Deponent is not at the heart of my argument (so much good has been said on that front by others better than I), but seeming as I so rarely find an English word (albeit one that is invoking Latin and Greek verbs) that fits philosophy so nicely, I thought I’d take the time to celebrate. Please feel free to share the love and list your favorite English philosophical phrases. In the meantime, keep writing.

The Leftovers Ends Perfectly Imperfect

The season finaleleftovers of the HBO series, The Leftovers, was not perfect in execution. But that’s exactly perfect.

In the apocalypse category, The Leftovers is original, hinging on a catastrophic non-event. The central event, which claimed a thoroughly random (Gary Busey!?) 2%of the world’s population, lacks any discernible shape at which the characters might direct (and therefore manage) their anger and fear. There was no calamity, no noise, no light. Just suddenly nothing where people had been.

Along the same lines, the non-eventness of “The Departure” left no mark on society apart from the absence of the persons it claimed. In many post-apocalypse stories, the main characters are preoccupied with adjusting to new realities: disease, shortage, flesh eating zombies. Any introspection on the nature of existence happens in the small space between life or death choices. In The Leftovers, the buildings are left standing, the TV is left broadcasting, the restaurants are left open and ready for business. And people are left free from distraction from the ultimate reality: non-existence attends existence. Always.

And this, apart from its beautifully sparse cinematography, apart from its actors’ brilliant performances, is why I love The Leftovers. It exposes truth. Human agency is fabulously effective, but ultimately limited. When life is perceived as a puzzle to be solved, as a race to win, there is only so much we can DO to attempt to make that happen. There are times in life when we have done everything according to the directions, when we have met challenges with stunning courage and competency, but we are deprived of a winning end result. We come to the end of our existant tether and experience existence in its bleak reality. If life is a math problem, then it solves for zero. But only at that summation is joy possible.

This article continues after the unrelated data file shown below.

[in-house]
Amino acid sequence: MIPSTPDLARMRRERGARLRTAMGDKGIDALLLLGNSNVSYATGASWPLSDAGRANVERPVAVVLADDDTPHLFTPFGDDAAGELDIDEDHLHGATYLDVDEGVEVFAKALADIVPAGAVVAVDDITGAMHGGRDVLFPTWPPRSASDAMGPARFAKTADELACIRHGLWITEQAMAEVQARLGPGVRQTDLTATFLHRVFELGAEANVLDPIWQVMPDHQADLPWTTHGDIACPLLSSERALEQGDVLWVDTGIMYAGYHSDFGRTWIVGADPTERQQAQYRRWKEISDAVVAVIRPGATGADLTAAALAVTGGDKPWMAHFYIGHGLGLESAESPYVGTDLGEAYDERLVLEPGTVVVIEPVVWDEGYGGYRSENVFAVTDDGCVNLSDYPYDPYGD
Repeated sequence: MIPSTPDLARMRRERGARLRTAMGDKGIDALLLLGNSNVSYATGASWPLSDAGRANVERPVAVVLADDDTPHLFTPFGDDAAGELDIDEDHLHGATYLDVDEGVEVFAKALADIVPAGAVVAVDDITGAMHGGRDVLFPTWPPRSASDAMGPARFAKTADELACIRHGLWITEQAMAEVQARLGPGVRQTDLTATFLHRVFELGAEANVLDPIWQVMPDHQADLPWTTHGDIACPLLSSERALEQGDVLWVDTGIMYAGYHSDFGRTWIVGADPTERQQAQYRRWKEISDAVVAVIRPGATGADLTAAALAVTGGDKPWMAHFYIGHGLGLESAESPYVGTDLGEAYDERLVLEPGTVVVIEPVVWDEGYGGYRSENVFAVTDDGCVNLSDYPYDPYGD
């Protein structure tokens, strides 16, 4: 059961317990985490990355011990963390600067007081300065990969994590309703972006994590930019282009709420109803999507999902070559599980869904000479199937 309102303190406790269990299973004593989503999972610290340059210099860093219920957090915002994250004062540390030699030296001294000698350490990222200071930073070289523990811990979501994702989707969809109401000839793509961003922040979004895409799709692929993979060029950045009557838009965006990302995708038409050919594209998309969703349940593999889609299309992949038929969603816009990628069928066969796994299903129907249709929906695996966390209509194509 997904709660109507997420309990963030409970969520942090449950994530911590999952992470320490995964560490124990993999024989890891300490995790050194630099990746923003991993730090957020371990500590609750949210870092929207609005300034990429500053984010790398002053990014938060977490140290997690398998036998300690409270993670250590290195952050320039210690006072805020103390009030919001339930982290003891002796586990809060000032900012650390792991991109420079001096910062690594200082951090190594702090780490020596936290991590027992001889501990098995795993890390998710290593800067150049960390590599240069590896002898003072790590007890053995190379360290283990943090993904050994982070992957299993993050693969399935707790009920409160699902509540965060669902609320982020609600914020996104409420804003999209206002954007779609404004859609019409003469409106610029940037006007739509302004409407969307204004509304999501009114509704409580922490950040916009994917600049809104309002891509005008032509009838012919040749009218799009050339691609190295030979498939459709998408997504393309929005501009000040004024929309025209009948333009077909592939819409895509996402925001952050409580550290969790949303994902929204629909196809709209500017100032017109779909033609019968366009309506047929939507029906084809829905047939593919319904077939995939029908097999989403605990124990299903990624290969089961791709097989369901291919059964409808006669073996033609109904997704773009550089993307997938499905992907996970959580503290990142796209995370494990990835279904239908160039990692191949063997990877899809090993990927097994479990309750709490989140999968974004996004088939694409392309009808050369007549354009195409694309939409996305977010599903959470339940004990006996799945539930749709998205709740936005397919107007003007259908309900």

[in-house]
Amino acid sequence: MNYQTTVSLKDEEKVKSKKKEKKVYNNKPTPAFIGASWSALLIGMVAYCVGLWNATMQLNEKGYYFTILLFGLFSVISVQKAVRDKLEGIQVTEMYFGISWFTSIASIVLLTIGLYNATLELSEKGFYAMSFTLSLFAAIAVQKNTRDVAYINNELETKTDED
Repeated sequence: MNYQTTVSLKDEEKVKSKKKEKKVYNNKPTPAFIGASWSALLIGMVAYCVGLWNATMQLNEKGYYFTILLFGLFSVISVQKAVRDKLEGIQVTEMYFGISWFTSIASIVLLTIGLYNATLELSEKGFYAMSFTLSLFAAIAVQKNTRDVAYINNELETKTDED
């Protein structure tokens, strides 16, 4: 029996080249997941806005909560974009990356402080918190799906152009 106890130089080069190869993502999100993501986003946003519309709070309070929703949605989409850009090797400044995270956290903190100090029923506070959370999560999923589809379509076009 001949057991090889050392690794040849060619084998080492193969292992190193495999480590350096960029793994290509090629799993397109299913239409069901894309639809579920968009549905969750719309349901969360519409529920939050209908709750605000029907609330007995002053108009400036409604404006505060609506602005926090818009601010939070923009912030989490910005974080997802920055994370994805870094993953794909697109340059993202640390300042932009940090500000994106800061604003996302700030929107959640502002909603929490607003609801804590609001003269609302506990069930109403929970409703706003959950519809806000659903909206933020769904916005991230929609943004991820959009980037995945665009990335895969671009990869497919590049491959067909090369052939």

The finale of The Leftovers demonstrates this perfectly. I was disappointed with the way the Wayne story line was not played out in camera. I was disappointed with the disappearance of Kevin’s dog hunting “friend” in the last episode. There were pieces of the story that got smudged out of focus in the haste to gather it all back in frame for the last episode. However, the events of the last episode clearly demonstrate our inability to engineer ourselves out of confrontation with non-existence. The final act of the Guilty Remnant, so carefully planned, so meticulously (and maliciously) performed was not responsible for deliverance. In psychology, it would best be categorized as a extinguishing behavior, an elevation of antagonism that is a demonstration of its perceived futility. It was a temper tantrum that did not earn them an extra cookie, an extra hour of play time before bed. Because the reality is that what they were seeking could not, in fact, be earned at all.

Deliverance came in unlooked-for places. Nora, having decided to give up trying to move on by running away, finds a new beginning in an infant failed-savior on the front porch. Kevin realizes, in the relief of having his daughter restored, that life itself (not the portrait of life that he was tortured by) is all that is precious. Without any reform or obedience training, the feral dog presents itself as a friend. Lori sees in her son’s face the permission to let go of her need to overcome her first failed marriage. In the end, there was nothing they could have done to surmount the grief and anguish, except to accept that just as surely as existence is always attended by non-existence, so joy attends that tension. The acceptance is not an act of the will or a decision of the intellect, but a relaxing into our proper, human position.

So if the final episode of The Leftovers was not able to perfectly bring about its own ending, then I say, I can’t really think of a more perfect ending.